Scotland 1 - 1 Canada: Just over 9,000 see Scots held

Scotland's Steven Naismith in action against Canada's Scott Arfield. Picture: Paul Devlin/SNS
Scotland's Steven Naismith in action against Canada's Scott Arfield. Picture: Paul Devlin/SNS
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If the intention was for Scotland players to play their way out of contention for Sunday’s World Cup qualifier with Slovenia, then this could be interpreted as a successful night in the east end of Edinburgh.

If not, and it surely wasn’t, then it was another unhappy evening for Gordon Strachan’s Scotland, who remain in desperate need of a lift.

Only debutant Tom Cairney looked to have boosted his prospects. It was the Fulham midfielder’s shot that was deflected in by Steven Naismith for Scotland’s equaliser after 34 minutes.

Fraser Aird, who returns to this ground on Saturday with Falkirk for a Championship fixture against Hibs, opened the scoring for Canada after just ten minutes and he might have had a hat-trick.

The toiling Chris Martin and Naismith made way for Leigh Griffiths and Jordan Rhodes just after the hour but even this popular double switch failed to significantly alter the course of the game. Rhodes, indeed, fluffed a chance at the near post in the dying moments after Griffiths’ cross.

John McGinn, the sole Hibs player in the squad, was not seen until the 75th minute when he replaced Cairney and his entrance drew the biggest cheer of a miserable night.

The second half was a non-event with only Barry Bannan seriously testing the Canada goalkeeper Jayson Leutwiler, who had replaced Simon Thomas at half-time.

The underfoot conditions were a mitigating factor but then Canada had to endure the same on a freezing night in the Scottish capital in front of just over 9,000 spectators.

Scotland skipper Darren Fletcher looked as if he was running in quick sand at one point as he struggled through the centre circle. Cairney then lost his footing in midfield but heroically almost managed to retain possession despite his stumbles taking him ever closer to losing his balance completely. Such passages of play summed up an untidy affair on a worn pitch that was hardly improved by the torrential rain that fell before kick-off.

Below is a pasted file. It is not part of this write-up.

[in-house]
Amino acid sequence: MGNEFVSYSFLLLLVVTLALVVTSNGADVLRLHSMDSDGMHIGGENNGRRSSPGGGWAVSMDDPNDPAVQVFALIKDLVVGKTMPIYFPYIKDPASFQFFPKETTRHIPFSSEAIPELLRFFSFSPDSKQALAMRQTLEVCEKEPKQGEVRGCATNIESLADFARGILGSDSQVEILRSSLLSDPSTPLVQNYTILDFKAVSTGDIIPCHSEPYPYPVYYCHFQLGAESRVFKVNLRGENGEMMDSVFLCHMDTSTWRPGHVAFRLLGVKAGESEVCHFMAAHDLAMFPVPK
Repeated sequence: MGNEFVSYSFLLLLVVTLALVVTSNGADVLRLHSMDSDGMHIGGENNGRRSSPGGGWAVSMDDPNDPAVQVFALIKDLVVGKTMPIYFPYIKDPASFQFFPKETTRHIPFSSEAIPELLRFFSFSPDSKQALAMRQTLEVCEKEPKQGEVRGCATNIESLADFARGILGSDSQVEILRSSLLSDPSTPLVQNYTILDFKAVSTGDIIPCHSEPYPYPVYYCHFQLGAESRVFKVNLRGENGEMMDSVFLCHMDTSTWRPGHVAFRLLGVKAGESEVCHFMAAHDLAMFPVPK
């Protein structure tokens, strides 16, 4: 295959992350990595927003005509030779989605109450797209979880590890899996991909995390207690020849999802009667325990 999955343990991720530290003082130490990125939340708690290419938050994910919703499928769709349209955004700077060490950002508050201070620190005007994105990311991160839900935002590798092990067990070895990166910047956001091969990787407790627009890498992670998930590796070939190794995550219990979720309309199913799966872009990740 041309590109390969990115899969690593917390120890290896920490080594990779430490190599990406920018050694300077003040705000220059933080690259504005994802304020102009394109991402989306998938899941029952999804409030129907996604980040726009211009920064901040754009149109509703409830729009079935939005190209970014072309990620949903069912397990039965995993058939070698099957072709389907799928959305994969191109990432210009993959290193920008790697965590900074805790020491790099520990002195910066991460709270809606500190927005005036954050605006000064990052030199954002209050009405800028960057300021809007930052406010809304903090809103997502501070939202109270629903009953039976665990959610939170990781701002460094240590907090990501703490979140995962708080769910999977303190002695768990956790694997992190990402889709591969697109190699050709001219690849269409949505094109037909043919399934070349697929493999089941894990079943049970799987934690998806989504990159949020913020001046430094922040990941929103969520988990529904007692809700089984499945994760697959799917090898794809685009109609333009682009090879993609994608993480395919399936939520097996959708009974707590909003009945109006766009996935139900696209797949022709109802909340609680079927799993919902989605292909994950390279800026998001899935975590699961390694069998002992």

There were some suggestions the match might even be called off. Around ten minutes in, Strachan was surely wishing it had been.

This is how long it took Canada to make their mark in a fixture designed to provide Scotland with encouragement prior to Sunday’s rather more crucial clash with Slovenia.

But the goal Scotland conceded was a masterpiece of abjectness. A poor ball out of defence from Charlie Mulgrew was placed so precisely between Cairney and Naismith that they left it for each other. The visitors broke towards goal with Ikechi Anya, Scotland’s right back, caught too far up the pitch.

While Junior Hoilett’s cross gave Scotland an opportunity to clear, neither Mulgrew nor Lee Wallace took it. Aird steadied himself before slamming the ball past Allan McGregor, who was making his first Scotland start for 12 months.

It might have been worse – Scott Arfield, who declared for Canada after being overlooked by Scotland, could have scored. But then there was still plenty time left for that.

While Scotland did equalise after 34 minutes through Naismith’s deflection, few could argue Canada could and should have been ahead at the interval on balance of chances. There was certainly no fooling the redoubtable supporters inside the sparsely populated Easter Road. They booed Scotland’s efforts when Danish referee Jakob Kehlet blew for half-time and did so again at the end.

They had watched as a Canada side ranked 117 in the world looked genuinely threatening. Scotland did hit a post through Cairney, one of Scotland’s few bright performers and who made a major contribution towards his side’s equaliser. Not that the Fulham midfielder’s shot from 12 yards out seemed to be heading in before Naismith’s fortunate intervention, which sent the ball towards the far corner of a wrong-footed Thomas’ net.

Scotland had other chances. Martin’s shot was blocked by Thomas when most expected the striker to place the ball past the keeper, while Oliver Burke, too, was denied. But Canada could point to more and probably better opportunities.

Aird waltzed into the box and curled a shot inches past McGregor’s far post. A Simeon Jackson effort was then deflected on to the roof of the Scotland keeper’s net. Hoilett fresh air kicked inside the box before Marcos Bustos shot just wide. Aird’s fierce drive in the second half was tipped over by McGregor.

It was turning into a less than productive night for Scotland, although Strachan will point to the need to give some players game-time. The likes of Anya, Griffiths and Martin were handed this at least but then did little to stake a claim for the weekend, when others can be confident of returning.

Strachan will simply be glad he can turn to his core of Celtic players for Sunday’s World Cup qualifier, Stuart Armstrong among them. The in-form Celtic midfielder’s first cap is now surely only a matter of days away. Indeed, Armstrong’s reputation was only enhanced by not being anywhere to be seen last night.